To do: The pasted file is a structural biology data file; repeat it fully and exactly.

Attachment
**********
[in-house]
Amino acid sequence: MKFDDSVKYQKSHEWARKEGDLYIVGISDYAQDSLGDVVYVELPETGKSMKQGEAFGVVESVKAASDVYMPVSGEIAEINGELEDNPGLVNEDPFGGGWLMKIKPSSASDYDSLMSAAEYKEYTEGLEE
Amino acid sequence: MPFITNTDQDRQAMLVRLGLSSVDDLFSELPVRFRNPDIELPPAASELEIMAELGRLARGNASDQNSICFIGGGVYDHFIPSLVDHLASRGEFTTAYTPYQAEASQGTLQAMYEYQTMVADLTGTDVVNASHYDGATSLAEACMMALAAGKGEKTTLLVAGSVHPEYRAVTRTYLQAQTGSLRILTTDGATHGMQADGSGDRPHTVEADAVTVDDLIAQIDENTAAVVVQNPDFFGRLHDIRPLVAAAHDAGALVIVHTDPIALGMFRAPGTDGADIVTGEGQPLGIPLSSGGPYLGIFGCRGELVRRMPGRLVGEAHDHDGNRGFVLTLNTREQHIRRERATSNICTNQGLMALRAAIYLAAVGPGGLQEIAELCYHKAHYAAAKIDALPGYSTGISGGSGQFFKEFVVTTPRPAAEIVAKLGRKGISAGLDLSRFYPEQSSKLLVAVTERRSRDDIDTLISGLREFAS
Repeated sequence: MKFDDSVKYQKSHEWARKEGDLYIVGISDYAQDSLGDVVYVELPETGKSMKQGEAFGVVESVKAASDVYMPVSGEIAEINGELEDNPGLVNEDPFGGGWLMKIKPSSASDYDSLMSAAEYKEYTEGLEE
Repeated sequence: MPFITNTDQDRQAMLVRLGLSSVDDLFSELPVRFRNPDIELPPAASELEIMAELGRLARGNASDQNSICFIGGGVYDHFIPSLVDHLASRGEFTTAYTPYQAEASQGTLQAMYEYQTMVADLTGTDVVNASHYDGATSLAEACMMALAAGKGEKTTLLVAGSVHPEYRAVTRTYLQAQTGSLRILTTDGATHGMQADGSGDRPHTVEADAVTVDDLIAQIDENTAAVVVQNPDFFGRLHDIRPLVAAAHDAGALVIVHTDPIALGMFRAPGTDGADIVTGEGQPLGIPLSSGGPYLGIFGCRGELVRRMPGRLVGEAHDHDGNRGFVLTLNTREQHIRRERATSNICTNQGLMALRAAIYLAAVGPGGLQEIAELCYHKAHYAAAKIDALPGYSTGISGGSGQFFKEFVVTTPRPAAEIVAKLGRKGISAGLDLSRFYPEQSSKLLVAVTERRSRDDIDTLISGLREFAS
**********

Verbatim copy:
[in-house]
Amino acid sequence: MKFDDSVKYQKSHEWARKEGDLYIVGISDYAQDSLGDVVYVELPETGKSMKQGEAFGVVESVKAASDVYMPVSGEIAEINGELEDNPGLVNEDPFGGGWLMKIKPSSASDYDSLMSAAEYKEYTEGLEE
Amino acid sequence: MPFITNTDQDRQAMLVRLGLSSVDDLFSELPVRFRNPDIELPPAASELEIMAELGRLARGNASDQNSICFIGGGVYDHFIPSLVDHLASRGEFTTAYTPYQAEASQGTLQAMYEYQTMVADLTGTDVVNASHYDGATSLAEACMMALAAGKGEKTTLLVAGSVHPEYRAVTRTYLQAQTGSLRILTTDGATHGMQADGSGDRPHTVEADAVTVDDLIAQIDENTAAVVVQNPDFFGRLHDIRPLVAAAHDAGALVIVHTDPIALGMFRAPGTDGADIVTGEGQPLGIPLSSGGPYLGIFGCRGELVRRMPGRLVGEAHDHDGNRGFVLTLNTREQHIRRERATSNICTNQGLMALRAAIYLAAVGPGGLQEIAELCYHKAHYAAAKIDALPGYSTGISGGSGQFFKEFVVTTPRPAAEIVAKLGRKGISAGLDLSRFYPEQSSKLLVAVTERRSRDDIDTLISGLREFAS
Repeated sequence: MKFDDSVKYQKSHEWARKEGDLYIVGISDYAQDSLGDVVYVELPETGKSMKQGEAFGVVESVKAASDVYMPVSGEIAEINGELEDNPGLVNEDPFGGGWLMKIKPSSASDYDSLMSAAEYKEYTEGLEE
Repeated sequence: MPFITNTDQDRQAMLVRLGLSSVDDLFSELPVRFRNPDIELPPAASELEIMAELGRLARGNASDQNSICFIGGGVYDHFIPSLVDHLASRGEFTTAYTPYQAEASQGTLQAMYEYQTMVADLTGTDVVNASHYDGATSLAEACMMALAAGKGEKTTLLVAGSVHPEYRAVTRTYLQAQTGSLRILTTDGATHGMQADGSGDRPHTVEADAVTVDDLIAQIDENTAAVVVQNPDFFGRLHDIRPLVAAAHDAGALVIVHTDPIALGMFRAPGTDGADIVTGEGQPLGIPLSSGGPYLGIFGCRGELVRRMPGRLVGEAHDHDGNRGFVLTLNTREQHIRRERATSNICTNQGLMALRAAIYLAAVGPGGLQEIAELCYHKAHYAAAKIDALPGYSTGISGGSGQFFKEFVVTTPRPAAEIVAKLGRKGISAGLDLSRFYPEQSSKLLVAVTERRSRDDIDTLISGLREFAS